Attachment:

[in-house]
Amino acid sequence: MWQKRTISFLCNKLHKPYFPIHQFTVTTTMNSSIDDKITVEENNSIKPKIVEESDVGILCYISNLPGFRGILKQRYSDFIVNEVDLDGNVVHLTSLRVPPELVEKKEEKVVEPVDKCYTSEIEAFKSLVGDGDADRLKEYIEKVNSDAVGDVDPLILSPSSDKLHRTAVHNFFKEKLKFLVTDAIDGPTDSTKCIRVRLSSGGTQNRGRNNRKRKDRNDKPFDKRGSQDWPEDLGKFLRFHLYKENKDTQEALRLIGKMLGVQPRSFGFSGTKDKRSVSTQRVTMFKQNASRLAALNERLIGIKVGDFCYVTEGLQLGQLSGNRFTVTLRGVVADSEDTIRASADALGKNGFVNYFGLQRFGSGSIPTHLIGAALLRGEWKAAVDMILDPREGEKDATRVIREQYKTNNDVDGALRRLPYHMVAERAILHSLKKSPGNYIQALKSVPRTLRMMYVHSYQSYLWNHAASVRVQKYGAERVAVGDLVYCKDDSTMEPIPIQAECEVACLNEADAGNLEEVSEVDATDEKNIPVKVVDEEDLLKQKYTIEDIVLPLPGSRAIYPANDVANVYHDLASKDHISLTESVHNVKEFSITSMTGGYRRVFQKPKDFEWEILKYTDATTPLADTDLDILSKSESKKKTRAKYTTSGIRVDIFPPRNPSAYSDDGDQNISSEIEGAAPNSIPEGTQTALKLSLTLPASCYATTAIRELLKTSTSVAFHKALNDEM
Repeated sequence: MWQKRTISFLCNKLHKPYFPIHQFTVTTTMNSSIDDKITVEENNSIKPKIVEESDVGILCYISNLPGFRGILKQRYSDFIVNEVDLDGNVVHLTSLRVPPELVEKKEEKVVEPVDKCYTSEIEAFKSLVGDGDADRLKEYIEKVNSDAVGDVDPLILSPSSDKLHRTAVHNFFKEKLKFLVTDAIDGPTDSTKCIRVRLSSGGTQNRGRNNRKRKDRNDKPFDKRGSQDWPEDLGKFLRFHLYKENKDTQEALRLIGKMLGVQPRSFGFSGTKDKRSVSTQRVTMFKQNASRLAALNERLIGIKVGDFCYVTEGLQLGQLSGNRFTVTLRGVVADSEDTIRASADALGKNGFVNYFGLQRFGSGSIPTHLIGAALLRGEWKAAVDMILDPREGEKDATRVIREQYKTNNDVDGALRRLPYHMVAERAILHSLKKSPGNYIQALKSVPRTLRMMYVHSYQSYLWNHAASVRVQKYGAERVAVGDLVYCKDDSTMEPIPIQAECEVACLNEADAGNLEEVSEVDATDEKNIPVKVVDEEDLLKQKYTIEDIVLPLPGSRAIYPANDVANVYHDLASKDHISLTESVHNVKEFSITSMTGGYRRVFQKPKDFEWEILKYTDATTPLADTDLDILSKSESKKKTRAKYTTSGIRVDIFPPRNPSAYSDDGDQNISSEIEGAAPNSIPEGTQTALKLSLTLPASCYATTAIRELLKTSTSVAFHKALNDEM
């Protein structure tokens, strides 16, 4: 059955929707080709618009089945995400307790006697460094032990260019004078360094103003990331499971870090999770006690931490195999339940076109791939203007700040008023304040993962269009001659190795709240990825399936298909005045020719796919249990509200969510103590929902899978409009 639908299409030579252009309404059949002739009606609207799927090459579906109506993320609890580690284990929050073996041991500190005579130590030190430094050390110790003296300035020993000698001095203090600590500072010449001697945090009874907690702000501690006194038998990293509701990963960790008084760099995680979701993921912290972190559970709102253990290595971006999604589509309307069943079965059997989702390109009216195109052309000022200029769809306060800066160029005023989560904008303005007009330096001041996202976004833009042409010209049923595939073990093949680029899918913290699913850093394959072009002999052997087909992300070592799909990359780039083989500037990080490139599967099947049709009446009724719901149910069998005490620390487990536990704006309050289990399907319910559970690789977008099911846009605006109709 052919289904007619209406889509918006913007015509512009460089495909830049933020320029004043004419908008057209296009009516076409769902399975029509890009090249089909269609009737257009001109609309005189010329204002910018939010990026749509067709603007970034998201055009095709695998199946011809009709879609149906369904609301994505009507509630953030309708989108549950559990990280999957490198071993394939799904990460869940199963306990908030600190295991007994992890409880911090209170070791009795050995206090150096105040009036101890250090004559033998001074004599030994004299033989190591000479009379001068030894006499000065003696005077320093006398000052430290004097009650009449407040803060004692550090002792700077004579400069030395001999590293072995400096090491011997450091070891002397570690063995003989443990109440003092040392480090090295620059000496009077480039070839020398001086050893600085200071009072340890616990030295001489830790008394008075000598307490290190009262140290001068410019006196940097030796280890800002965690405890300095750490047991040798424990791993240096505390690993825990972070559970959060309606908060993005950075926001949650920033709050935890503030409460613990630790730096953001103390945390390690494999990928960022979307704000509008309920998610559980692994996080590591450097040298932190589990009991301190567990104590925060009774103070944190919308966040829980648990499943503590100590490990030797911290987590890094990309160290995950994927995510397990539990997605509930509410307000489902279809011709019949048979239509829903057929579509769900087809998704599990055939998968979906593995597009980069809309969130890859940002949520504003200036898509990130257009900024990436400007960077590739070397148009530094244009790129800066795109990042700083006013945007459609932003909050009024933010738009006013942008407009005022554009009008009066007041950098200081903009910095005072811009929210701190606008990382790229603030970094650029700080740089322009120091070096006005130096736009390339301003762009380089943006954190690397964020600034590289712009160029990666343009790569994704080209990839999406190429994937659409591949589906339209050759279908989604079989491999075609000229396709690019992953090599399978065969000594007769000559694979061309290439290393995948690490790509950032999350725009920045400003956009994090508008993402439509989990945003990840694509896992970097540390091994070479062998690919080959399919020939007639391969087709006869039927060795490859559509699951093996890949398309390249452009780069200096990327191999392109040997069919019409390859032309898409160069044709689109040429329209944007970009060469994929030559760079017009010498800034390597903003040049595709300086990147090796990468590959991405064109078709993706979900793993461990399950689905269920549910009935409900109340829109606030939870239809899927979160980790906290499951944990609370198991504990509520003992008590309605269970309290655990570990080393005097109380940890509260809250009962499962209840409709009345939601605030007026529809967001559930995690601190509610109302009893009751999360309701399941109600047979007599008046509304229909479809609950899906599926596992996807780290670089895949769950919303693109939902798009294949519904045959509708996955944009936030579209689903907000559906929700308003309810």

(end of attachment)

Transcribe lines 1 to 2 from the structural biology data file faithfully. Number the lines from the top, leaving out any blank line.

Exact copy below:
[in-house]
Amino acid sequence: MWQKRTISFLCNKLHKPYFPIHQFTVTTTMNSSIDDKITVEENNSIKPKIVEESDVGILCYISNLPGFRGILKQRYSDFIVNEVDLDGNVVHLTSLRVPPELVEKKEEKVVEPVDKCYTSEIEAFKSLVGDGDADRLKEYIEKVNSDAVGDVDPLILSPSSDKLHRTAVHNFFKEKLKFLVTDAIDGPTDSTKCIRVRLSSGGTQNRGRNNRKRKDRNDKPFDKRGSQDWPEDLGKFLRFHLYKENKDTQEALRLIGKMLGVQPRSFGFSGTKDKRSVSTQRVTMFKQNASRLAALNERLIGIKVGDFCYVTEGLQLGQLSGNRFTVTLRGVVADSEDTIRASADALGKNGFVNYFGLQRFGSGSIPTHLIGAALLRGEWKAAVDMILDPREGEKDATRVIREQYKTNNDVDGALRRLPYHMVAERAILHSLKKSPGNYIQALKSVPRTLRMMYVHSYQSYLWNHAASVRVQKYGAERVAVGDLVYCKDDSTMEPIPIQAECEVACLNEADAGNLEEVSEVDATDEKNIPVKVVDEEDLLKQKYTIEDIVLPLPGSRAIYPANDVANVYHDLASKDHISLTESVHNVKEFSITSMTGGYRRVFQKPKDFEWEILKYTDATTPLADTDLDILSKSESKKKTRAKYTTSGIRVDIFPPRNPSAYSDDGDQNISSEIEGAAPNSIPEGTQTALKLSLTLPASCYATTAIRELLKTSTSVAFHKALNDEM